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#5 Tim Tyler

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Posted 21 October 2007 - 07:54 PM

Some back story...

I did a 1-day shoot a month ago with the Mini-35, HVX, and Ultra Primes (T1.9). We moved too quickly for me to do any tests, but I enjoyed the look the adapter created. Didn't use a meter, but I felt like I was lighting about 3 stops brighter than usual due to the adapter.

I now have an adapter on order that claims 1/2-stop light loss, and I expect delivery in about a week. I shoot a fair amount of corporate interviews with the HVX, and I usually light them to a f/2.4 with Diva lights, but I can do a 5.6 without needing more lights or making the talent uncomfortable.

I'm trying to determine the practicality of a f/3.5 zoom lens for these interview shoots since producers will expect focal length changes during the interview and lens changes won't be an option.
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#6 John Brawley

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Posted 21 October 2007 - 08:07 PM

I haven't used those adaptors on a camera with a fixed lens, but I would assume that you'd keep the camera's permanent zoom lens set wide-open and not adjust its iris, only adjusting exposure on the attached 35mm lens. And then basically you'd have whatever light loss that the set-up causes to deal with, but since you generally don't set the f-stop in video with an external light meter reading, but based on the zebras & waveforms, etc., it's not like you need to calculate a compensation -- the camera just "behaves" less sensitive to light than it would without the adaptor.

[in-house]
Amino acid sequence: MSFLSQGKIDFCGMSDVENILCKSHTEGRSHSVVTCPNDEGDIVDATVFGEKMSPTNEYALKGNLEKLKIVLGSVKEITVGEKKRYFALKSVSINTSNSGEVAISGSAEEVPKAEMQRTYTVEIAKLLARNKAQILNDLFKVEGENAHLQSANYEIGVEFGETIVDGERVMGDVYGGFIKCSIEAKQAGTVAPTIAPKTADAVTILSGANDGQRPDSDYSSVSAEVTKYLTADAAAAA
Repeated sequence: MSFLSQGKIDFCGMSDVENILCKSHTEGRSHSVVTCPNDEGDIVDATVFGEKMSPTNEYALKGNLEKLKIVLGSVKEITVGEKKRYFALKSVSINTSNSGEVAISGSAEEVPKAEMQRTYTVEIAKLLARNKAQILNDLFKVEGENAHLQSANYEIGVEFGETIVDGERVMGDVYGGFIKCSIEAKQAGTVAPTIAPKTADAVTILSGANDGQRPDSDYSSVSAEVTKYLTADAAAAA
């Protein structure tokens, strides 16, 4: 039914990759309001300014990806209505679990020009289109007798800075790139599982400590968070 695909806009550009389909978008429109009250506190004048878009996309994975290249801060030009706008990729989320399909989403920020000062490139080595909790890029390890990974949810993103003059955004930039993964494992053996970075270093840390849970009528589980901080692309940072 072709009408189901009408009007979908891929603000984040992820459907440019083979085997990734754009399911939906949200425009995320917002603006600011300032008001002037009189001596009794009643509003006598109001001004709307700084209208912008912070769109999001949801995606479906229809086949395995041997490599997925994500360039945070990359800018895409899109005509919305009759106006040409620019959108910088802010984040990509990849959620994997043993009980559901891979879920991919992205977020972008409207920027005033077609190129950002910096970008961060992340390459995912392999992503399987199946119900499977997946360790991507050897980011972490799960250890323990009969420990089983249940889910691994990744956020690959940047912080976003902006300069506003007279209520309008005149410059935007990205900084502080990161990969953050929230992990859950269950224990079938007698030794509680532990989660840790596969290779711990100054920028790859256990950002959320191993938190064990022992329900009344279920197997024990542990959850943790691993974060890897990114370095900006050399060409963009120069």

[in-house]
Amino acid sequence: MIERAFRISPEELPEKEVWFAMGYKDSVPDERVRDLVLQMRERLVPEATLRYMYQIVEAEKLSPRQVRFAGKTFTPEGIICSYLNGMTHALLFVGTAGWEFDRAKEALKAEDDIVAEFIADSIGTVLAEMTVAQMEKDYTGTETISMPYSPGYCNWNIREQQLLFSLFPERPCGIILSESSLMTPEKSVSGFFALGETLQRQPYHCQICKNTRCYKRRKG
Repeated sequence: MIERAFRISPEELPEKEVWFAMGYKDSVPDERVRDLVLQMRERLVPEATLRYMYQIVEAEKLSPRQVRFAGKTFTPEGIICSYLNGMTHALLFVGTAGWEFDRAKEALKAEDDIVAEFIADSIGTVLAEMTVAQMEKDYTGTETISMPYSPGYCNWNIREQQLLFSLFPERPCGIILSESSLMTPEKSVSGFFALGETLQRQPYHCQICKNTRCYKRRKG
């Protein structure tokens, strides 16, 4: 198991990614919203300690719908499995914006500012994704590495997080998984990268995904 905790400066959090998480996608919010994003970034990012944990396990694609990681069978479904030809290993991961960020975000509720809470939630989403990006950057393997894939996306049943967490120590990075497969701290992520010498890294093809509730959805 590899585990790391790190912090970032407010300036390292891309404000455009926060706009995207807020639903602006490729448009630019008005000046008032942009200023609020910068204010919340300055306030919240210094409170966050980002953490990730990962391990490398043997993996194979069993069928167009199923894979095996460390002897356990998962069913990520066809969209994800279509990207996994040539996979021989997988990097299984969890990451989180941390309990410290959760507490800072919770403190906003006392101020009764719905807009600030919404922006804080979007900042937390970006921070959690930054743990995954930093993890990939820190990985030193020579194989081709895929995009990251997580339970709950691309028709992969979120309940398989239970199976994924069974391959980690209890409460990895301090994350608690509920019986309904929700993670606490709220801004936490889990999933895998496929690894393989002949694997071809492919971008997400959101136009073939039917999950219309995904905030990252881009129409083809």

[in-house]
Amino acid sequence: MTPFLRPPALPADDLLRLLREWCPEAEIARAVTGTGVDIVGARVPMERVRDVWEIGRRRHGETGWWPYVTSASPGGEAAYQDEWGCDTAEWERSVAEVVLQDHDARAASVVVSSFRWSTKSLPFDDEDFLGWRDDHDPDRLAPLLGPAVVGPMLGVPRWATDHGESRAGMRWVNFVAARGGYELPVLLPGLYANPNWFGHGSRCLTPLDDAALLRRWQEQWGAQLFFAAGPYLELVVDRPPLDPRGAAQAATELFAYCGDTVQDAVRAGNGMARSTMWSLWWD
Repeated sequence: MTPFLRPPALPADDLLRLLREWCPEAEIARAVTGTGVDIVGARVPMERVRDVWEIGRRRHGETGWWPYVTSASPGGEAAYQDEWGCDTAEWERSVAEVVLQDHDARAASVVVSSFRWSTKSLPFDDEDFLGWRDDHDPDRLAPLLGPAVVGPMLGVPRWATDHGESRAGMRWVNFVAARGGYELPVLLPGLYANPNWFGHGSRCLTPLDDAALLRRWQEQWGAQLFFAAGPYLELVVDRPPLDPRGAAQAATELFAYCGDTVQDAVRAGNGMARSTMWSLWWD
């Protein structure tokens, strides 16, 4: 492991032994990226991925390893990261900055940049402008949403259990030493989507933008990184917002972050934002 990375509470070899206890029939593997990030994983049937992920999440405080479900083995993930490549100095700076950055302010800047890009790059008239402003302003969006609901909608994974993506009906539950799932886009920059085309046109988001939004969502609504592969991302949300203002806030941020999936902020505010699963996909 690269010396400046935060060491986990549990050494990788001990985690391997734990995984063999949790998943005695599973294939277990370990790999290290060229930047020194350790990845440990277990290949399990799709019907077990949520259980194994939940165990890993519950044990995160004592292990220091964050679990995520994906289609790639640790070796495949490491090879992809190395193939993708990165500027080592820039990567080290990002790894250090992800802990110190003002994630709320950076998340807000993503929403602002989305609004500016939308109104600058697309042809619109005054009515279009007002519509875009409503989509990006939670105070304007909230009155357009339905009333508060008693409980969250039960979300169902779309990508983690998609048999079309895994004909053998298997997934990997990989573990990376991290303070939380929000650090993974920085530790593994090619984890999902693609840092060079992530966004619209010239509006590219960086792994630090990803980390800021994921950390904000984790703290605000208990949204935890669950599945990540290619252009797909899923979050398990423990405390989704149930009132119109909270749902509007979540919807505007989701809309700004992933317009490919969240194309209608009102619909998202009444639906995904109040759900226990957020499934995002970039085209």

On the P+S adaptor there is an iris control on the adaptor and you also have the 35mm aperture as well. I generally set the 35mm lens to a target aperture, usually around 2.8 or 4. Then I use the secondary iris to control the exposure. The advantage of this is that you can of course maintain a consistent DOF and the secondary iris doesn't affect DOF. The camera's aperture if of course set to wide open.

I don't use meter's much on video stuff, but it *feels* like it's a couple of stops to me.....That's before stopping down to 2.8 or 4 i mean.....



jb
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#7 Michael Nash

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Posted 21 October 2007 - 08:51 PM

That would mean that if the naked HVX lens' proper exposure was a f/2.4 (wide open), and I added a 1/2-stop (loss) adapter and used a f/1.4 SLR lens that I'd be overexposing the image on the sensor by 1 stop? That can't be.


You'd be overexposing the image on the groundglass. You're shooting a "rear projected" image, not the actual scene. Take a look at the samples here and you'll see how the ratio concept works.

Look at it this way: the method of "rating" an adapter by shooting a white card with & without the adapter is only measuring the light reduction caused by the adapter itself, and only at the f-stops tested. Changing the camera's stop and the shooting stop will no doubt produce different results, so test!
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#8 Chris Keth

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Posted 23 October 2007 - 03:43 PM

There really isn't a formula because an f-stop isn't really a measurment of light or of the reduction of light. The simplest solution for you would really be to set everything up and rate the effective ISO of the system at zero gain, everything wide open. That would be a useful number to know.